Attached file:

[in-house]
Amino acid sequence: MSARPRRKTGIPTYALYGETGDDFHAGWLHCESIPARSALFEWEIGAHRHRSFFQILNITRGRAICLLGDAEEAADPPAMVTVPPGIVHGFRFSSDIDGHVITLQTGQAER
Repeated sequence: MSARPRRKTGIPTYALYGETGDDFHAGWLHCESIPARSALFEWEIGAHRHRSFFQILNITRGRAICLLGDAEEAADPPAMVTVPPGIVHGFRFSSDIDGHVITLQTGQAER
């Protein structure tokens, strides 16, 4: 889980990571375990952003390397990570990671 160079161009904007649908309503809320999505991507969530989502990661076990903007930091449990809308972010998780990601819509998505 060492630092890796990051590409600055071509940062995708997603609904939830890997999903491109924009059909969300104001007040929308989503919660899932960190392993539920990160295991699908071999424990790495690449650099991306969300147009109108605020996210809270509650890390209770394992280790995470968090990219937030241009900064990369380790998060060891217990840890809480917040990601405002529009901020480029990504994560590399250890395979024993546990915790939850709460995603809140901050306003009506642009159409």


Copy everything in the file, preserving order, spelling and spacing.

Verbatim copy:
[in-house]
Amino acid sequence: MSARPRRKTGIPTYALYGETGDDFHAGWLHCESIPARSALFEWEIGAHRHRSFFQILNITRGRAICLLGDAEEAADPPAMVTVPPGIVHGFRFSSDIDGHVITLQTGQAER
Repeated sequence: MSARPRRKTGIPTYALYGETGDDFHAGWLHCESIPARSALFEWEIGAHRHRSFFQILNITRGRAICLLGDAEEAADPPAMVTVPPGIVHGFRFSSDIDGHVITLQTGQAER
């Protein structure tokens, strides 16, 4: 889980990571375990952003390397990570990671 160079161009904007649908309503809320999505991507969530989502990661076990903007930091449990809308972010998780990601819509998505 060492630092890796990051590409600055071509940062995708997603609904939830890997999903491109924009059909969300104001007040929308989503919660899932960190392993539920990160295991699908071999424990790495690449650099991306969300147009109108605020996210809270509650890390209770394992280790995470968090990219937030241009900064990369380790998060060891217990840890809480917040990601405002529009901020480029990504994560590399250890395979024993546990915790939850709460995603809140901050306003009506642009159409």